The bikes are back on the racecourse.
After being sidelined in 2020 due to the pandemic, the Lake Bluff Criterium is back on Saturday, July 24, from 10 a.m. to 8:15 p.m., rain or shine.
The Criterium will feature 11 professional and amateur men’s and women’s races with 600 riders from more than 40 states and many foreign countries competing in several races for prizes totaling over $6,700. Sponsored by Northwestern Medicine, the event is free and open to the public.
“Northwestern Medicine Lake Forest Hospital is proud to sponsor this world-class cycling event and to serve as the official health care provider for the Lake Bluff Criterium,” says Thomas J. McAfee, President, Northwestern Medicine Lake Forest Hospital. “Our health system strongly believes in promoting the importance of an active and healthy lifestyle for our community.”
Marco Colbert is the Race Director of the Lake Bluff Criterium and a co-owner of the Intelligentsia Cup, a series of 10 criterium races that take place in the Chicago area on consecutive days in July (only nine this year due to a loss of one venue due to COVID-19). The Lake Bluff Criterium is the 8th in the series this year.
Unlike traditional road races such as the Tour de France, criterium racing takes place on a course set up in suburban towns and in Chicago, similar to a Formula One course. Spectators can watch each lap around the course as the race unfolds.
“The Tour de France is point to point. It’s starts at Point A and ends at Point B, 100 miles away. If you’re a spectator, the cyclists go by in about 25 seconds and then they’re gone,” Colbert says. “What we’re doing is called criterium racing—a bicycle race on a closed circuit, a closed-loop—usually between a mile and 1.2 miles long. The Lake Bluff course is .75 miles in length.”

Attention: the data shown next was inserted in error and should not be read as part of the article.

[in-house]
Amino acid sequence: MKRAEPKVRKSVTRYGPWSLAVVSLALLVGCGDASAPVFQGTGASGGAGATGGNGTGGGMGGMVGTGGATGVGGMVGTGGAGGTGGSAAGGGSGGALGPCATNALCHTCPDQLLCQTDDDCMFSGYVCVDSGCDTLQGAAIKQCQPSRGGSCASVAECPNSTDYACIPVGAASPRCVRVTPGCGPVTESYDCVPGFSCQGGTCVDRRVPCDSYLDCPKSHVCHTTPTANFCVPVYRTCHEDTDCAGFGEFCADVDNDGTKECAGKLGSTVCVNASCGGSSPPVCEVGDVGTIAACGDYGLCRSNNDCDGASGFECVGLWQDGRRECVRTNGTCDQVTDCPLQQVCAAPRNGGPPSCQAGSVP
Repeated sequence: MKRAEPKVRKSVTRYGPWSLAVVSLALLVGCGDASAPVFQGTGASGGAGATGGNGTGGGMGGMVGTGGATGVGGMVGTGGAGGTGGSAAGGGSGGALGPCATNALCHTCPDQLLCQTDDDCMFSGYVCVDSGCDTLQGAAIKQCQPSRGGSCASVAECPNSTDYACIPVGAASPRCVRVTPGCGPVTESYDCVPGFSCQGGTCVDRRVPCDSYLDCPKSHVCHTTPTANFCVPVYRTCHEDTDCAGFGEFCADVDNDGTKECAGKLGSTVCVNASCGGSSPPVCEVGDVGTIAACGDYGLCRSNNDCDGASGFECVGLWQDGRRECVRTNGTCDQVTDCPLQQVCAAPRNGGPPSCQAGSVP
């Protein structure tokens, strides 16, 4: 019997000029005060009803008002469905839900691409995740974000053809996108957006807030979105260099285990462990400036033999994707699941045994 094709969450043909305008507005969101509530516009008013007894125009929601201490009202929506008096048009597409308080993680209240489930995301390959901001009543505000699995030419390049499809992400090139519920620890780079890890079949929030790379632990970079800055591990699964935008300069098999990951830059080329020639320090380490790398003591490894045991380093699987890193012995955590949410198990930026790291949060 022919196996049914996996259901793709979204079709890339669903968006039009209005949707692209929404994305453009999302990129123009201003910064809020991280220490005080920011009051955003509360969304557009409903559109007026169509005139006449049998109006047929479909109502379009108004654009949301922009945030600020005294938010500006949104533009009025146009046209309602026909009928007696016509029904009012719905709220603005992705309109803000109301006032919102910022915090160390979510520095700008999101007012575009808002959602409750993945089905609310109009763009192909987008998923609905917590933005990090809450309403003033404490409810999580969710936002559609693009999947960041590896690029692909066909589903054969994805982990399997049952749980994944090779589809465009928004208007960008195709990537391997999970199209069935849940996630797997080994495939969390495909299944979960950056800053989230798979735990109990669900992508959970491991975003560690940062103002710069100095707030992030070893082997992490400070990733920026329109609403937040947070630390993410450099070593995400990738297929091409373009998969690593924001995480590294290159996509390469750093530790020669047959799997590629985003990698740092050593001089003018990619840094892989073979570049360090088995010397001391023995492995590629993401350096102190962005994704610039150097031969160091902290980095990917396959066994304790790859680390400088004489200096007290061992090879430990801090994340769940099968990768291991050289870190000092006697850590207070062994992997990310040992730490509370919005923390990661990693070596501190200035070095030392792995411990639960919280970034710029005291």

The advantage for spectators, Colbert says, is that the riders come around quite frequently, for the fastest riders about every two minutes or so. It provides much more entertainment for those watching the race.
“Criterium racing is a very intense form of racing. It’s highly competitive. It’s a team sport because teammates help each other,” Colbert says. “Sometimes one member will sacrifice himself or herself for the sake of another teammate by getting in the front—providing a draft for the person behind them or blocking out competitors, making it more difficult for them.”
For this year’s Lake Bluff Criterium, there will be 11 races throughout the day, staring with amateur races and finishing with women’s and men’s professional races. The races get longer throughout the day, with the professional men’s race lasting 90 minutes.
In past years, the event has featured “kiddie” races for little but this year, to achieve social distancing, there will be a Family Fun Ride for parents and kids to experience riding the course. Parents can register their families at the Lake Forest Bank & Trust, 4 E. Scranton, from Monday, July 19, to Friday, July 23, from 8:30 a.m. until 5:30 p.m. or on Saturday, July 24 from 8:30 a.m. until noon. Registration will also be available at the Fire Station on Saturday, July 24, from noon until race time.
“The Family Fun Ride is sponsored by Lake Forest Bank for families, Mom, Dad, and the kids to all get on to the racecourse together and ride around just like the pros for about half an hour,” Colbert says.
Bicycle racing is heavily reliant on sponsorships and in addition to Lake Forest Bank and Northwestern Medicine, Knauz Auto Park BMW will be sponsoring a pace car. Additional sponsors of the festivities include ULINE, supplying zip ties for the entire Intelligentsia Cup series; The Jane Lee Team RE/MAX Top Performers, (Lake Bluff); Lake Forest Country Day School, (Lake Forest); Lindemann Chimney, (Lake Bluff): DiVinci Painters, (Highland Park); Pasquesi Home & Garden, (Lake Bluff); EJ’s Place Restaurant, (Skokie); David Morris Law, (Lake Bluff), and Mosquito Joe (Lake Bluff).
“Without Northwestern Medicine and our other sponsors this event couldn’t happen,” says Colbert. “It’s as simple as that,”
In addition to the action on the racecourse, there will be a food court set up in Village Green featuring fare from five Lake Bluff restaurants, including Bangkok Tokyo, Luke’s, Donati’s, Tacos el Norte, and Suzy’s Swirl. Craft beer from Lake Bluff Brewery will be available throughout the afternoon and evening.
“The Village Green is adjacent to the racecourse and an excellent vantage point, a great place to watch the bike racers go by and eat some good food and if you’re so inclined, to drink some beer,” Colbert says.
For more information about the Lake Bluff Criterium, visit lakebluffcriterium.com. Caption TK. PHOTOGRAPHY TK